After being knocked out of the competition, Abigail put her plan into action in Khayelitsha, the largest township in the Western Cape. She started out with a vintage Bedford food truck, serving her version of traditional dishes such as umqa — cubes of pap (a dense cornmeal porridge), coloured by butternut, beetroot, and spinach. It proved to be a good way of doing market research;  she could see how the locals reacted to the twists she was introducing.

“Those first few months took a bit of adjustment,” Abigail says. “Whenever you introduce something new or out of the norm, particularly within communities who feel you shouldn’t mess with tradition, there can be resistance. For example, pap has always been seen as a peasant dish within Xhosa culture. I remember one guest said, ‘I’m not ordering this at a restaurant. When I grew up poor in the rural homelands, we had this for breakfast, lunch and dinner.’ I had to beg her to just try it. But she loved it, saying it brought back memories of her grandmother making it for her.”

Although she was winning over her community, Abigail’s main goal was to draw visitors from outside the township. The food truck was soon joined by a restaurant, 4Roomed eKasi Culture, inspired by the tiny homes found in the oldest townships South Africa. There, in a covered backyard, she serves up creations from a tasting menu to diners seated at handsome wooden tables surrounded by vintage decor, old bathtubs-turned-herb gardens and traditional South African objets d’art.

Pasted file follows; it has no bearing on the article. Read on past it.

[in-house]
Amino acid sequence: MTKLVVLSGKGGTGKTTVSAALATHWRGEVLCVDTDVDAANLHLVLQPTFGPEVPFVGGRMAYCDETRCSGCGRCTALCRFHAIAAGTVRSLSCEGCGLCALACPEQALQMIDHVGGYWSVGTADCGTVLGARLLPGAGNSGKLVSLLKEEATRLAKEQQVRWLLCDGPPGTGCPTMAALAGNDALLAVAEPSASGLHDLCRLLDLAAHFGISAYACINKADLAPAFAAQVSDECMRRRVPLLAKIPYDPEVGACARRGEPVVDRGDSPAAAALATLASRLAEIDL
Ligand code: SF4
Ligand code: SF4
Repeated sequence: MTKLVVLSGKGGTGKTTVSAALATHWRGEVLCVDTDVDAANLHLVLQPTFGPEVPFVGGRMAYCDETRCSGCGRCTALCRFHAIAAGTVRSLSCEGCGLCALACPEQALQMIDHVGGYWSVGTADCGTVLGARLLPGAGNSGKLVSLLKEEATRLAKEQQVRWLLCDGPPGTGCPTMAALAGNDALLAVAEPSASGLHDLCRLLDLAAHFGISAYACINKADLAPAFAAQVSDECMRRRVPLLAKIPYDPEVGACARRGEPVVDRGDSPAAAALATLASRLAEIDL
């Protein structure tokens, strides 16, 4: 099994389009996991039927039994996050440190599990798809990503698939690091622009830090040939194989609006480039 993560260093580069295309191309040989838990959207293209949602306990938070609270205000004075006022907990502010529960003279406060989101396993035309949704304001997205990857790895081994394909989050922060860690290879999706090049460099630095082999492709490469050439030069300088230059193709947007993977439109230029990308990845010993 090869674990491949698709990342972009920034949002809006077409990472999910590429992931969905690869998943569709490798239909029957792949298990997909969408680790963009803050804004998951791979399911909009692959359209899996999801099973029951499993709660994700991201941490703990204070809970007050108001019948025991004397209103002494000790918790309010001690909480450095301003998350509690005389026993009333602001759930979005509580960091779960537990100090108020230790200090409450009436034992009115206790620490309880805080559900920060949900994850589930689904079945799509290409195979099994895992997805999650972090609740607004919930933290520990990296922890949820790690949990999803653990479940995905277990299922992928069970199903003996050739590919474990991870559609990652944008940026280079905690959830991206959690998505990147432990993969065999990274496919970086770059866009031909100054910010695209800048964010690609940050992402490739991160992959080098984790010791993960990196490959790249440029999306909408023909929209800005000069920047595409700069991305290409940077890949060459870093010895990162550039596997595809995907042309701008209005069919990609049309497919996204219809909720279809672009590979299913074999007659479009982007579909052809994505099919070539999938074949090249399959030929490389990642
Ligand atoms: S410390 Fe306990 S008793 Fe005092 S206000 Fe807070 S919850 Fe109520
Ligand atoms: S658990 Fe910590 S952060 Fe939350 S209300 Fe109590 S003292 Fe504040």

“So many of my friends couldn’t understand why I was opening a place in the township and not the city,” Abigail says. “But I knew that if I wanted to make good on my plan to stimulate the economy right here, we needed to be producing the same quality of food you’d find in the city and give people a reason to visit the township. That’s how we achieve the integration of class and culture that’s needed.”

Abigail Mbalo serves up communal feasts at her restaurant that encourage sharing and interaction.

Photograph by Pete Goding